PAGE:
CB2’s macrame plant hangers ($24.95 each, cb2.com) add texture and visual interest to a room. (CB2)

I was in grade school when I learned about the ancient art of macrame . It was the mid-1970s, and my mother’s best friend was the only person I knew who ate yogurt, grew bean sprouts and dried her own fruit. She was also a weaver and a master macrameer. I spent hours at her house learning to tie jute or cotton rope into square knots to make decorative wall art and hanging plant holders. None of my creations ever made it into my family’s traditionally decorated home, but that didn’t take away the satisfaction I had in making substantial and somewhat useful (if a plant hanger is considered useful!) objects.

Although macrame experienced its 20th-century heyday during those free-spirited years (a century earlier, it had been a popular Victorian technique for making bedspreads, curtains and tablecloths), by the time I was in high school in the ’80s, the hippie-looking creations had all but disappeared from the decorating world; they didn’t fit into the sleek modern or chintz-filled English country rooms of the new decade.

However, like so many design trends, macrame is experiencing a renaissance. Perhaps its resurgence in the home has been prompted by the parallel reappearance in the fashion world of fringe, crochet knits, cutoff denim and flower crowns. (It’s called “festival fashion,” as in the Woodstock festival of 1969 and contemporary festivals such as Coachella, where it is the dress code of choice.) Or maybe macrame is back out of necessity; in the absence of a back yard, trendy urban gardeners need a secure and attractive way to hang plants in their cityscape-view windows. Whatever the reason, the sight of macrame plant hangers in the window of CB2 and macrame curtains at Anthropologie warms my heart and takes me back to my childhood the same way graham crackers, finger paints and dandelion chains do.

Such nostalgic thoughts are not enough to spur me to entirely embrace the ’70s bohemian look, but I am inspired to add a bit of macrame to my rooms. After all, I always prefer eclectically decorated rooms that have a mix of items from many periods, and it’s time I added a touch of the ’70s. And macrame does something we designers always recommend: It adds texture. Natural woven jute, braided cord and fringe give rooms warmth and visual interest, and they are the perfect neutral foil to patterns, stripes and more formal fabrics such as velvets and silks.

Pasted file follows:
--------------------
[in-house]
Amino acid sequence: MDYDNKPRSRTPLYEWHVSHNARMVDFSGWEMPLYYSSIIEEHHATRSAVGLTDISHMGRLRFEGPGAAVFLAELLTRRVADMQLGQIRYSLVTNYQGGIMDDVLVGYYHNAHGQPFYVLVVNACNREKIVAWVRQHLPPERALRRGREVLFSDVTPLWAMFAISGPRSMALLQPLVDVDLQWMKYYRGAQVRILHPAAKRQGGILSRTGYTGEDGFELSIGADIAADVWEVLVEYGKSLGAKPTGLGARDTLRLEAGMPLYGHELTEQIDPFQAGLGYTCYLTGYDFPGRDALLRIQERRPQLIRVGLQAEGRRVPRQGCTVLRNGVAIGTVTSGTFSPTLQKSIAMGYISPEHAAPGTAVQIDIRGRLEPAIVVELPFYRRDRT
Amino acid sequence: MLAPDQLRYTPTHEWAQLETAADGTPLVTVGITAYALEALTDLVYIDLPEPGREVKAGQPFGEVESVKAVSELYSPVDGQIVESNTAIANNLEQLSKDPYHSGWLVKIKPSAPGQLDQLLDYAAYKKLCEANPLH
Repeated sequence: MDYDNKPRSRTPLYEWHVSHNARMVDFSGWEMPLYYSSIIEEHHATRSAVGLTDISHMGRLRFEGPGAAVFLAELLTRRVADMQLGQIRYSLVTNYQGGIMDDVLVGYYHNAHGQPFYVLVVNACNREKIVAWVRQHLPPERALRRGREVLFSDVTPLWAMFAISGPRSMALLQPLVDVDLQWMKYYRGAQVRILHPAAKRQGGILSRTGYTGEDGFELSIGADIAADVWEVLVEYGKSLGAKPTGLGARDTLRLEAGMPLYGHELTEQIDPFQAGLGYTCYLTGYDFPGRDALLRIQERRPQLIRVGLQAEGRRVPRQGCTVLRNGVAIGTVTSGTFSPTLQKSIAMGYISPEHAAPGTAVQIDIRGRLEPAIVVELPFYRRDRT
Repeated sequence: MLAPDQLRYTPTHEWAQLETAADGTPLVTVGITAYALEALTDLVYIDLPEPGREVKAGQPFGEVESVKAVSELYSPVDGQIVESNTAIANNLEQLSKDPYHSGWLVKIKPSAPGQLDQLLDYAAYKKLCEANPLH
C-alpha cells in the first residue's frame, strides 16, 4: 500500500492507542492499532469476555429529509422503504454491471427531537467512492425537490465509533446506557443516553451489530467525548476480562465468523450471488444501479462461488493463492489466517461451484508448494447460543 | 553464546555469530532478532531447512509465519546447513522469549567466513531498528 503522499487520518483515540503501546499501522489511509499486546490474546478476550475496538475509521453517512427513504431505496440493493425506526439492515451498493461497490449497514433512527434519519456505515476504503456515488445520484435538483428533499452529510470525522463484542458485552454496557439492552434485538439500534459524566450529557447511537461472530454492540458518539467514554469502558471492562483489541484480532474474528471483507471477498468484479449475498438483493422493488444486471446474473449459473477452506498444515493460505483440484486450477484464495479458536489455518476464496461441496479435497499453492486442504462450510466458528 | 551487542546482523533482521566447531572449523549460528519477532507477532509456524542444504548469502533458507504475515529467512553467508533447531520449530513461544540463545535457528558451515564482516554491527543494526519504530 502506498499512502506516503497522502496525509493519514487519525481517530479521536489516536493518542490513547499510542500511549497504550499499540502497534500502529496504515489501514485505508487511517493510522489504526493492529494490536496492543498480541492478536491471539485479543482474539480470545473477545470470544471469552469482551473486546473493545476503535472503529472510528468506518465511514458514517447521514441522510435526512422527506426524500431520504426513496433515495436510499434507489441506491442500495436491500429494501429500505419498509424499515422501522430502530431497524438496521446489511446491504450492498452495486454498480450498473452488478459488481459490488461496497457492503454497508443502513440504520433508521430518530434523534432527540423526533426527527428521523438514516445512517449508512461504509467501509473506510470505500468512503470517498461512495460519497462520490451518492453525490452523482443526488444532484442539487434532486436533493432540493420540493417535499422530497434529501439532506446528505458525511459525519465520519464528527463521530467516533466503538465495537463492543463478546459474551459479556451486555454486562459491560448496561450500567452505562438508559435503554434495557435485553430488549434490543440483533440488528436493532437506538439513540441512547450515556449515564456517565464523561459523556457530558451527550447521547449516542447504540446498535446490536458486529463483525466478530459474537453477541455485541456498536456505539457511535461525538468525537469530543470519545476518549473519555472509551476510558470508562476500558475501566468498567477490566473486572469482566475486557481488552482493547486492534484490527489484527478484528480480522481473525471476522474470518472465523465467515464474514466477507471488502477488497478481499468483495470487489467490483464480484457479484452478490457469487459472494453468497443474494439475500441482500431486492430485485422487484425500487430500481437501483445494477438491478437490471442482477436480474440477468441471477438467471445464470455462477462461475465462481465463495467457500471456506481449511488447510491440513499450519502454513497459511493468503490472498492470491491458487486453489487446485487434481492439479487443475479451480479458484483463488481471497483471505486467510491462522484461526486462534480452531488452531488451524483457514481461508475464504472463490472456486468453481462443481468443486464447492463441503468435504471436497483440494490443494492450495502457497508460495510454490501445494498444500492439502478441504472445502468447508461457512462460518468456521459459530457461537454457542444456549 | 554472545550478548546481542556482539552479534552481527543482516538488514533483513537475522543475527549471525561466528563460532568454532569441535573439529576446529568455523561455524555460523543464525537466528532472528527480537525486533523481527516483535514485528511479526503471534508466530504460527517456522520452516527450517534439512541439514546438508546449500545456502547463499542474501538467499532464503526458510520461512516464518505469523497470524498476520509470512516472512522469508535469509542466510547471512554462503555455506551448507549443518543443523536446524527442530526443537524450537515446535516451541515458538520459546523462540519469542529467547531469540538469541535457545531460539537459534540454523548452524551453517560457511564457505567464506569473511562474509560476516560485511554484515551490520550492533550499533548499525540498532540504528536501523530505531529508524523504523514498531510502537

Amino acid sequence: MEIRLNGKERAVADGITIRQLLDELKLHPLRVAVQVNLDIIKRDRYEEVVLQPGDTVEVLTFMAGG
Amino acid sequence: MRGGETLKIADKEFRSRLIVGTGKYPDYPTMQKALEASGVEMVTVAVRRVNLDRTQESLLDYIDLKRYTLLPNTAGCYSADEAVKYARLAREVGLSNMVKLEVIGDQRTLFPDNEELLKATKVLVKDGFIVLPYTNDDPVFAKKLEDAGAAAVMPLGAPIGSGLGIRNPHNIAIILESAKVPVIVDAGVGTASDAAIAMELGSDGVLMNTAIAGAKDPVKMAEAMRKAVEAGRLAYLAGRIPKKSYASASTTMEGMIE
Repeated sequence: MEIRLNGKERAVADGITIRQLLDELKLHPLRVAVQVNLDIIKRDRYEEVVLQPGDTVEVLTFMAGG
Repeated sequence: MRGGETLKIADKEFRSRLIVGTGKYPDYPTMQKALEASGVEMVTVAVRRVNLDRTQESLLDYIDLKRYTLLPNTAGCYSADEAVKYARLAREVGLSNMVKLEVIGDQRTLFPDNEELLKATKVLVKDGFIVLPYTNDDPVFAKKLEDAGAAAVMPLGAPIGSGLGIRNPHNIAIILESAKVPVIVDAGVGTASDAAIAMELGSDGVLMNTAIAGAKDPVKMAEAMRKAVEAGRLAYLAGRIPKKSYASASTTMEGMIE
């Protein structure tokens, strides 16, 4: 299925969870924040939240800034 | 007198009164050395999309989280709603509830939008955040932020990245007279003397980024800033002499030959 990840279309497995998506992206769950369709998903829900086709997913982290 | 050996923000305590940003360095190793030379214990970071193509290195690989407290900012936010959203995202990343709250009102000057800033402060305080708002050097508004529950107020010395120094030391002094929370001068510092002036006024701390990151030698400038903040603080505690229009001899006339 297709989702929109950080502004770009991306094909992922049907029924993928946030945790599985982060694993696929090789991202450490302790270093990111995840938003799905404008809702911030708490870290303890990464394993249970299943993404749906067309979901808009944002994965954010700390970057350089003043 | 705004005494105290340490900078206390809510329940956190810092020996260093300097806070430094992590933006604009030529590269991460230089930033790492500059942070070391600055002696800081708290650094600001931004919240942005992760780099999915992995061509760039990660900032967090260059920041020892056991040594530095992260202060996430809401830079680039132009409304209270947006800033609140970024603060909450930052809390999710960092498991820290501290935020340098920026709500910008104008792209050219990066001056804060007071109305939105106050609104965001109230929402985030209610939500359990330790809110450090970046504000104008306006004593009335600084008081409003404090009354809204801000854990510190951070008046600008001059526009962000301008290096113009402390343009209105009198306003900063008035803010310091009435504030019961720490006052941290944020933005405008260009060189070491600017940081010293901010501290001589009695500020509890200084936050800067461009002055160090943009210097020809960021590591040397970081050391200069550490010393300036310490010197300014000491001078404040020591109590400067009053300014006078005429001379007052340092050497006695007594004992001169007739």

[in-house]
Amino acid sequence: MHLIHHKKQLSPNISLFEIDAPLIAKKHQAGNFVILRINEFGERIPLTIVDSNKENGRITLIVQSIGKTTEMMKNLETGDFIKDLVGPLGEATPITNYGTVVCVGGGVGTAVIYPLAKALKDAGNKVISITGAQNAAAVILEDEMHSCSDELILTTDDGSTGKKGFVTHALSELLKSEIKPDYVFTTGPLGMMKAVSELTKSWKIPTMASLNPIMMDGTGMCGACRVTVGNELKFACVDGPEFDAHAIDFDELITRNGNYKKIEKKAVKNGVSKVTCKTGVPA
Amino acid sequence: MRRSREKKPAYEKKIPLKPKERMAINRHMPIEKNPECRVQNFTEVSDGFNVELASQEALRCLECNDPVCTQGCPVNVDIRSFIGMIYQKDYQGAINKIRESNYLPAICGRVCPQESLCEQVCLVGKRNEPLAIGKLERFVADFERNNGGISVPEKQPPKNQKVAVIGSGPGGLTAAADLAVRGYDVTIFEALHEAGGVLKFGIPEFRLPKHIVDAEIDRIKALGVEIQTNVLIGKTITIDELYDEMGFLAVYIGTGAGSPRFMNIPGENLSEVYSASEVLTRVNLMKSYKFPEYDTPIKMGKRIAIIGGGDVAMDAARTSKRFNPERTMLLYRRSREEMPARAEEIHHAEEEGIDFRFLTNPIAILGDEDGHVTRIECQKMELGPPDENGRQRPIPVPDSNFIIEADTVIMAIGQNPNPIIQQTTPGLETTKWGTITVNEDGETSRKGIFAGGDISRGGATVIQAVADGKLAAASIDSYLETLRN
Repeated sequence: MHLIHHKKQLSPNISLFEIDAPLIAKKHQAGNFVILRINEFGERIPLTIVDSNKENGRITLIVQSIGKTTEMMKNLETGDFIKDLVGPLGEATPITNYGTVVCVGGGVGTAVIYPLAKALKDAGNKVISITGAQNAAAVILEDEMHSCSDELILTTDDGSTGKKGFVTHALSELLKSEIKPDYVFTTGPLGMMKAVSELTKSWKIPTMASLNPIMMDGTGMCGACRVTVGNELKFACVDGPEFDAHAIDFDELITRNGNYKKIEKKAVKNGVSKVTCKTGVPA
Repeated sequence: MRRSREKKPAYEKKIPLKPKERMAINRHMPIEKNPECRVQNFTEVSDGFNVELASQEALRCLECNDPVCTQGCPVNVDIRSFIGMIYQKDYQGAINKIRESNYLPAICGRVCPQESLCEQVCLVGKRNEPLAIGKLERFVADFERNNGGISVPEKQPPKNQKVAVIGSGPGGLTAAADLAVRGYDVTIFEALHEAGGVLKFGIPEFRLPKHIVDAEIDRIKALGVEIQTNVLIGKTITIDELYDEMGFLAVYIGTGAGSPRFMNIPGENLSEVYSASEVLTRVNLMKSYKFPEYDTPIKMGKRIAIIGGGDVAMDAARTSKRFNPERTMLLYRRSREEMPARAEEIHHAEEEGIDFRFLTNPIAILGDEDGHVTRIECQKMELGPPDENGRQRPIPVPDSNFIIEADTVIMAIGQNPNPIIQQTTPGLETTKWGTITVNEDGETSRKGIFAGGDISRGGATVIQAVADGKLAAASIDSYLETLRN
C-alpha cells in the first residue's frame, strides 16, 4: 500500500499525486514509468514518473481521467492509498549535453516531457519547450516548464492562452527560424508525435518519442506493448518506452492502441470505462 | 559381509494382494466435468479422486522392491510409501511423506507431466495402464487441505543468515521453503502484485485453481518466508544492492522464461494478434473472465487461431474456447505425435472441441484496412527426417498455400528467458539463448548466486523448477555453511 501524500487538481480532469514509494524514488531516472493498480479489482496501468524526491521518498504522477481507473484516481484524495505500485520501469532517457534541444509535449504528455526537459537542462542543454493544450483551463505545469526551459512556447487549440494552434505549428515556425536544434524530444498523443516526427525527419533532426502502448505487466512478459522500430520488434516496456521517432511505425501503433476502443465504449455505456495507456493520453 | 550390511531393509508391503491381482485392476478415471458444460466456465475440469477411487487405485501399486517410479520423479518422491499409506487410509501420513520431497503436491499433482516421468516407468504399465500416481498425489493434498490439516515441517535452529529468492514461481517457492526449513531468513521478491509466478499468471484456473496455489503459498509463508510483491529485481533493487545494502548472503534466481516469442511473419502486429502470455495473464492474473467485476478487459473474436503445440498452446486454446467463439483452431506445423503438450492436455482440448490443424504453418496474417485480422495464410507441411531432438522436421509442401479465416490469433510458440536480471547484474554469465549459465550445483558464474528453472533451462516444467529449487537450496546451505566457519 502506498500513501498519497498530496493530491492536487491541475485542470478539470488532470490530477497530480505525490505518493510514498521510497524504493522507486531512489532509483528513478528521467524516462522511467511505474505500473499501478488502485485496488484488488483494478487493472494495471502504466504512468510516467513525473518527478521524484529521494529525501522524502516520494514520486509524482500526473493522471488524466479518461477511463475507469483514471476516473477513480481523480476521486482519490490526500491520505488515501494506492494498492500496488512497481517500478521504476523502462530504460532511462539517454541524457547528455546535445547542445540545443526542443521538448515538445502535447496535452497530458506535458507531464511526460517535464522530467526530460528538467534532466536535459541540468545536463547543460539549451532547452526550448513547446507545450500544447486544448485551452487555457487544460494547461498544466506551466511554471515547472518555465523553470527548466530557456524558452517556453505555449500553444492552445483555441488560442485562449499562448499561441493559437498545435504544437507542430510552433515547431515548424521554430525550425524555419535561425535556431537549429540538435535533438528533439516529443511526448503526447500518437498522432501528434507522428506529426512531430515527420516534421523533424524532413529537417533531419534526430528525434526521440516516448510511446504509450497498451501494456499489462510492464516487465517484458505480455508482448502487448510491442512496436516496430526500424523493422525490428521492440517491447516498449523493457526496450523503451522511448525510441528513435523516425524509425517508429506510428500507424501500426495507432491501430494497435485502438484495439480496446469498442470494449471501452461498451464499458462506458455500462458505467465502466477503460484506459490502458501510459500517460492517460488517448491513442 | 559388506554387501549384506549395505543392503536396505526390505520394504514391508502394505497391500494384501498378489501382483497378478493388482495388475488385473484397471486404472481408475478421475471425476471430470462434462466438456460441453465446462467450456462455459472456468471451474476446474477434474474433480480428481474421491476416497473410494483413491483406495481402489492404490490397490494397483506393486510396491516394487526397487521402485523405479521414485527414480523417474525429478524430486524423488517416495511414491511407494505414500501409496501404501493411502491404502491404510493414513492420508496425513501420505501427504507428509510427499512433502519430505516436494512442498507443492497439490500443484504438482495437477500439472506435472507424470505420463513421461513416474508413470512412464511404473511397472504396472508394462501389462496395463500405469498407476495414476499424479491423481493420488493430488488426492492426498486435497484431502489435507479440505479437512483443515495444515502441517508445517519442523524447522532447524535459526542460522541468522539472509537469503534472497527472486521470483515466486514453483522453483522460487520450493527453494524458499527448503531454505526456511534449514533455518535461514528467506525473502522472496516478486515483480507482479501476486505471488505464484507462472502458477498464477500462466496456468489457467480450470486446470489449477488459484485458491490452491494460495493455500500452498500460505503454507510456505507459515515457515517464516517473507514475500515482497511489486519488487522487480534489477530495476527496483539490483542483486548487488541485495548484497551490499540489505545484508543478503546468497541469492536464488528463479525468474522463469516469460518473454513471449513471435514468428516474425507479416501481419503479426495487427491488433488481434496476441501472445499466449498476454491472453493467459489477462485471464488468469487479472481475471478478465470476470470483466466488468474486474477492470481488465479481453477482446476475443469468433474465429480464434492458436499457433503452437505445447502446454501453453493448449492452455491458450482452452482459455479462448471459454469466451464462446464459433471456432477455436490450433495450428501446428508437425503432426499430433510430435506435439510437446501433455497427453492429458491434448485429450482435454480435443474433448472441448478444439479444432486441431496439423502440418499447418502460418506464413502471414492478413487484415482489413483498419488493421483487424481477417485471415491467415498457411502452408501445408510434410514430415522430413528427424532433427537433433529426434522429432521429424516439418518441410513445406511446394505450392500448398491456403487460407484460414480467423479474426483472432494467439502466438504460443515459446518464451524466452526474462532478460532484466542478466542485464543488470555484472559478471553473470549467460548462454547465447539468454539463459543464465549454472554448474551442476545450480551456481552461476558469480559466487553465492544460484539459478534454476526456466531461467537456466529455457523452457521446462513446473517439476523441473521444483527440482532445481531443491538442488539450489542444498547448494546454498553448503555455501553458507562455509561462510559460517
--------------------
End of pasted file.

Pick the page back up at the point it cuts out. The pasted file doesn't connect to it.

Macrame is not only versatile but also a fairly easy technique to master — all knots, no sewing — which is why as a kid I took to it so easily. It’s really just a bigger form of lanyard-making. But if you are not a do-it-yourselfer and want to incorporate a macrame piece or two into your home, check out Etsy, where you will find over 75,000 macrame entries including curtains, table runners, earrings and bracelets. Ready-made macrame items are also available from mainstream retailers. Both Nordstom and Target have reasonably priced macrame-covered throw pillows that could work on any sofa, chair or bed. Woven-jute macrame hanging light fixtures from Layla Grayce and Shades of Light give a room a warm, bohemian glow. Juliska’s (available at Bloomingdale’s) braided and looped abacá place mats are neutral enough to pair with almost any china or napkin. And Serena & Lily’s hand-woven wool rug was inspired by macrame patterns and designs.

A wall hanging made of cotton rope and electrical wire by California-based artist Sally England. (Sally England)

For bespoke works, you can commission California-based artist Sally England to create one of her unique macrame-inspired wall hangings. She often works in nontraditional materials, thereby bringing macrame into the 21st century. For example, her wall hanging made from electrical wire looks like a lacy room divider by day but lights up by night.

Mayhew, a “Today” show style expert and former magazine editor, is the author of “Flip! for Decorating.”